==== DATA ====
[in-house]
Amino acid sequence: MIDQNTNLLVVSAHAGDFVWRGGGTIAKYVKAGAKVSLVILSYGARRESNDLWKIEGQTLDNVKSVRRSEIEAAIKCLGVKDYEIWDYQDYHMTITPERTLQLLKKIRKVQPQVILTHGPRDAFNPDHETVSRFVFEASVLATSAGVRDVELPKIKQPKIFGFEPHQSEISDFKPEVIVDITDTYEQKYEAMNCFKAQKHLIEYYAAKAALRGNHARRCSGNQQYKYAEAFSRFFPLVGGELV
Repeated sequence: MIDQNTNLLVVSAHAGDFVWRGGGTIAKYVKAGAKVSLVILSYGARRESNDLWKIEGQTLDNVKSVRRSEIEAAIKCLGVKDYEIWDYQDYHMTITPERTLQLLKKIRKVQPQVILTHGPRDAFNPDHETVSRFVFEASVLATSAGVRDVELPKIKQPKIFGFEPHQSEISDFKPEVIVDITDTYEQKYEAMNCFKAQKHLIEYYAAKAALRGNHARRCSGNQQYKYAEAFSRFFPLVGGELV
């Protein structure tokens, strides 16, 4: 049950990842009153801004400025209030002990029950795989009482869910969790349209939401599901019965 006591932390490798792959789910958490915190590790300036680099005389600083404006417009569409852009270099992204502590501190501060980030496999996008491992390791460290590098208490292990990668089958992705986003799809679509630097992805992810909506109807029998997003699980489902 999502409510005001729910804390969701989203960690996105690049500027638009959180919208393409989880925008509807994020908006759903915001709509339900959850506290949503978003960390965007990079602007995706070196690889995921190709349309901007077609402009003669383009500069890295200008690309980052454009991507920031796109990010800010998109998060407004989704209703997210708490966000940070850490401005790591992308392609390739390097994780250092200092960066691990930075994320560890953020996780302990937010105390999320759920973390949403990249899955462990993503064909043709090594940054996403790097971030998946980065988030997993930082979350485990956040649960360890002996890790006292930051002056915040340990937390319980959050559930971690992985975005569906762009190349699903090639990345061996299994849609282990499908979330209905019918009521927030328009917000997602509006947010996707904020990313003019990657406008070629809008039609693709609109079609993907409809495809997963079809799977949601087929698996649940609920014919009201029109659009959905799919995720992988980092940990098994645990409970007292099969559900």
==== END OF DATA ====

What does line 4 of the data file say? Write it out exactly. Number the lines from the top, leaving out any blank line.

């Protein structure tokens, strides 16, 4: 049950990842009153801004400025209030002990029950795989009482869910969790349209939401599901019965 006591932390490798792959789910958490915190590790300036680099005389600083404006417009569409852009270099992204502590501190501060980030496999996008491992390791460290590098208490292990990668089958992705986003799809679509630097992805992810909506109807029998997003699980489902 999502409510005001729910804390969701989203960690996105690049500027638009959180919208393409989880925008509807994020908006759903915001709509339900959850506290949503978003960390965007990079602007995706070196690889995921190709349309901007077609402009003669383009500069890295200008690309980052454009991507920031796109990010800010998109998060407004989704209703997210708490966000940070850490401005790591992308392609390739390097994780250092200092960066691990930075994320560890953020996780302990937010105390999320759920973390949403990249899955462990993503064909043709090594940054996403790097971030998946980065988030997993930082979350485990956040649960360890002996890790006292930051002056915040340990937390319980959050559930971690992985975005569906762009190349699903090639990345061996299994849609282990499908979330209905019918009521927030328009917000997602509006947010996707904020990313003019990657406008070629809008039609693709609109079609993907409809495809997963079809799977949601087929698996649940609920014919009201029109659009959905799919995720992988980092940990098994645990409970007292099969559900």